Saving my Mac SE/30. My first foray into SMD work
tothwolf at concentric.net
Mon Apr 27 01:22:55 CDT 2015
On Mon, 27 Apr 2015, TeoZ wrote:
> You can do capacitor repair easily enough with just a soldering iron. I
> have reworked dozens of mac and PC motherboards over the years (and a
> few video cards).
> I suspect real hard SMD work (video chips and southbridges) might be
> popular down the road to collectors.
Seconded. I don't own a hot air system (yet) and I do plenty of SMD work,
including 0402 stuff and sometimes smaller. The single most important
thing to have is liquid flux such as flux pen. You also really want a wide
tip (chisel, knife, or hoof) on the soldering iron to carry molten solder
to the joint. This is totally different from through-hole work since you
are applying flux directly to the joint before applying solder. With
enough flux, the right amount of solder just wicks right into the joint
(yes, really!). Even fine pitch QFPs don't give me any trouble.
The only thing I've yet to touch are BGA packages, and I'm really not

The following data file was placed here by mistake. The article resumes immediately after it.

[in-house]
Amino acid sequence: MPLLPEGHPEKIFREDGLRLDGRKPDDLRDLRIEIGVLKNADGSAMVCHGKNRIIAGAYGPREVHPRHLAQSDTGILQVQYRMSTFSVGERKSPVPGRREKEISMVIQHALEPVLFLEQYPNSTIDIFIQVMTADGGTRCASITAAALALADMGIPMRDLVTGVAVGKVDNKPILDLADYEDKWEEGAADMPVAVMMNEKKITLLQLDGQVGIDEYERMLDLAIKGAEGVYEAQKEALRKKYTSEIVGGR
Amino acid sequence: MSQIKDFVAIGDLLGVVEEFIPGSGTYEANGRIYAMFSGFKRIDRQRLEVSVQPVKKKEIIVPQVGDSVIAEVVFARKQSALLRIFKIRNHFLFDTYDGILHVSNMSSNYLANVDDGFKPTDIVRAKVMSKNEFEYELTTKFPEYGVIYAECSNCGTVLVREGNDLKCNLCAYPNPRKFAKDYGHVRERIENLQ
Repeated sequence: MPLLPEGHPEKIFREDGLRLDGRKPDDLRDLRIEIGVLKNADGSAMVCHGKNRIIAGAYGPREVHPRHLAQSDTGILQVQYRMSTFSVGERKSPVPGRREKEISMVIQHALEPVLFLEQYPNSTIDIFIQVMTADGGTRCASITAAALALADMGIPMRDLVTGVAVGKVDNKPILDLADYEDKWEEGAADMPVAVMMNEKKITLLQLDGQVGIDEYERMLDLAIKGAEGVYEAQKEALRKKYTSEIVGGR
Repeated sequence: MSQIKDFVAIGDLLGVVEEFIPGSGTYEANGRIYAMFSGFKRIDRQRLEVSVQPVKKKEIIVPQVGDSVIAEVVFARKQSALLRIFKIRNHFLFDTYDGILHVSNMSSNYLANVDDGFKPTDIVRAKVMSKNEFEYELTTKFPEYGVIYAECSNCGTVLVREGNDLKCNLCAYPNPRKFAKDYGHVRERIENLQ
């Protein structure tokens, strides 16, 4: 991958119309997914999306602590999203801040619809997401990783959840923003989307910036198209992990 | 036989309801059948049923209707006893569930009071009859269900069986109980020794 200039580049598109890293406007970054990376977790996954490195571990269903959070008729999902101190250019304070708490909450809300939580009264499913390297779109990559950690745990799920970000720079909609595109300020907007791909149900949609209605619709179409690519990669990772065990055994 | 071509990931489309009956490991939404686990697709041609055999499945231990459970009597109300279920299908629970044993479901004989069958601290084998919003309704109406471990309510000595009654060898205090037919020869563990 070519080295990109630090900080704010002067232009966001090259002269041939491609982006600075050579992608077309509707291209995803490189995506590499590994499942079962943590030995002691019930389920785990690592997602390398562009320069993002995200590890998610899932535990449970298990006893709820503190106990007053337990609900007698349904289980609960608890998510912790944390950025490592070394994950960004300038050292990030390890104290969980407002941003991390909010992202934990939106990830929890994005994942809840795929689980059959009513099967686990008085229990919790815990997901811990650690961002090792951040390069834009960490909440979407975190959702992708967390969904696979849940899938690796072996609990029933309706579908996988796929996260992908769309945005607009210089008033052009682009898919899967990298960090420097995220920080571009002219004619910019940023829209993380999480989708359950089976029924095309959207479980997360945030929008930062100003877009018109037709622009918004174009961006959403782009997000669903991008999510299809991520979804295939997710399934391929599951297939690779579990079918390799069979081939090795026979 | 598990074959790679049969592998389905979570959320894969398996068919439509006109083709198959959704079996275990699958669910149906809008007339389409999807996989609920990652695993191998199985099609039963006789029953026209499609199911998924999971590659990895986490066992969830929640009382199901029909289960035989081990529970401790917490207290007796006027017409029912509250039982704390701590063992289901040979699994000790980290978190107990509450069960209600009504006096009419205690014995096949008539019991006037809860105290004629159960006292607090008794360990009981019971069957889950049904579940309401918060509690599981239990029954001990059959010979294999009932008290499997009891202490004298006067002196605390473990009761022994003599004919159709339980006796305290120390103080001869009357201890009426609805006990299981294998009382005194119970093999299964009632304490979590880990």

looking forward to the day when I have to...
Still...I see a lot of people using SMD tantalum parts to replace SMD
aluminum electrolytics, and after seeing so many of these SMD tantalums
burned to a crisp after they developed internal shorts, I certainly
wouldn't use them for general purpose bypass work. SMD solid polymers
which do not exhibit that type of failure mode are readily available in
the same case sizes (round cans) as the original aluminum electrolytics
and are also available in the same case sizes as SMD tantalums. Not only
that, but solid polymers are less expensive than tantalum parts.
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